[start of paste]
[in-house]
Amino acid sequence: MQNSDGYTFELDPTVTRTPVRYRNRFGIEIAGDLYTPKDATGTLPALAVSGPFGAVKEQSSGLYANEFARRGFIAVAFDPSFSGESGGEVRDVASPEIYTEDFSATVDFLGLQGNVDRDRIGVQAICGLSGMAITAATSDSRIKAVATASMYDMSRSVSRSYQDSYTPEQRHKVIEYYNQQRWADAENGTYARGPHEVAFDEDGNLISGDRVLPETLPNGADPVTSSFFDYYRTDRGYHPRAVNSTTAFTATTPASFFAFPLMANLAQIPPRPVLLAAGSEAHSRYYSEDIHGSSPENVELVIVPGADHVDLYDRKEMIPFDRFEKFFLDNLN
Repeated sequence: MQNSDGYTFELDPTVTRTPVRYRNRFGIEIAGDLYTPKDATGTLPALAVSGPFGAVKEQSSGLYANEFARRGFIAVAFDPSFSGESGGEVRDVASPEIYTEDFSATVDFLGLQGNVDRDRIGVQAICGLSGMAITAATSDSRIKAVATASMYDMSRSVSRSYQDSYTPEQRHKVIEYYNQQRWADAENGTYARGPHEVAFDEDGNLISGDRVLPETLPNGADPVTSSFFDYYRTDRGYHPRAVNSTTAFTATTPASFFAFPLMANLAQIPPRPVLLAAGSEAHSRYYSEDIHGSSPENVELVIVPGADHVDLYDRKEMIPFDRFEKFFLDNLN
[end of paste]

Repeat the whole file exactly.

[in-house]
Amino acid sequence: MQNSDGYTFELDPTVTRTPVRYRNRFGIEIAGDLYTPKDATGTLPALAVSGPFGAVKEQSSGLYANEFARRGFIAVAFDPSFSGESGGEVRDVASPEIYTEDFSATVDFLGLQGNVDRDRIGVQAICGLSGMAITAATSDSRIKAVATASMYDMSRSVSRSYQDSYTPEQRHKVIEYYNQQRWADAENGTYARGPHEVAFDEDGNLISGDRVLPETLPNGADPVTSSFFDYYRTDRGYHPRAVNSTTAFTATTPASFFAFPLMANLAQIPPRPVLLAAGSEAHSRYYSEDIHGSSPENVELVIVPGADHVDLYDRKEMIPFDRFEKFFLDNLN
Repeated sequence: MQNSDGYTFELDPTVTRTPVRYRNRFGIEIAGDLYTPKDATGTLPALAVSGPFGAVKEQSSGLYANEFARRGFIAVAFDPSFSGESGGEVRDVASPEIYTEDFSATVDFLGLQGNVDRDRIGVQAICGLSGMAITAATSDSRIKAVATASMYDMSRSVSRSYQDSYTPEQRHKVIEYYNQQRWADAENGTYARGPHEVAFDEDGNLISGDRVLPETLPNGADPVTSSFFDYYRTDRGYHPRAVNSTTAFTATTPASFFAFPLMANLAQIPPRPVLLAAGSEAHSRYYSEDIHGSSPENVELVIVPGADHVDLYDRKEMIPFDRFEKFFLDNLN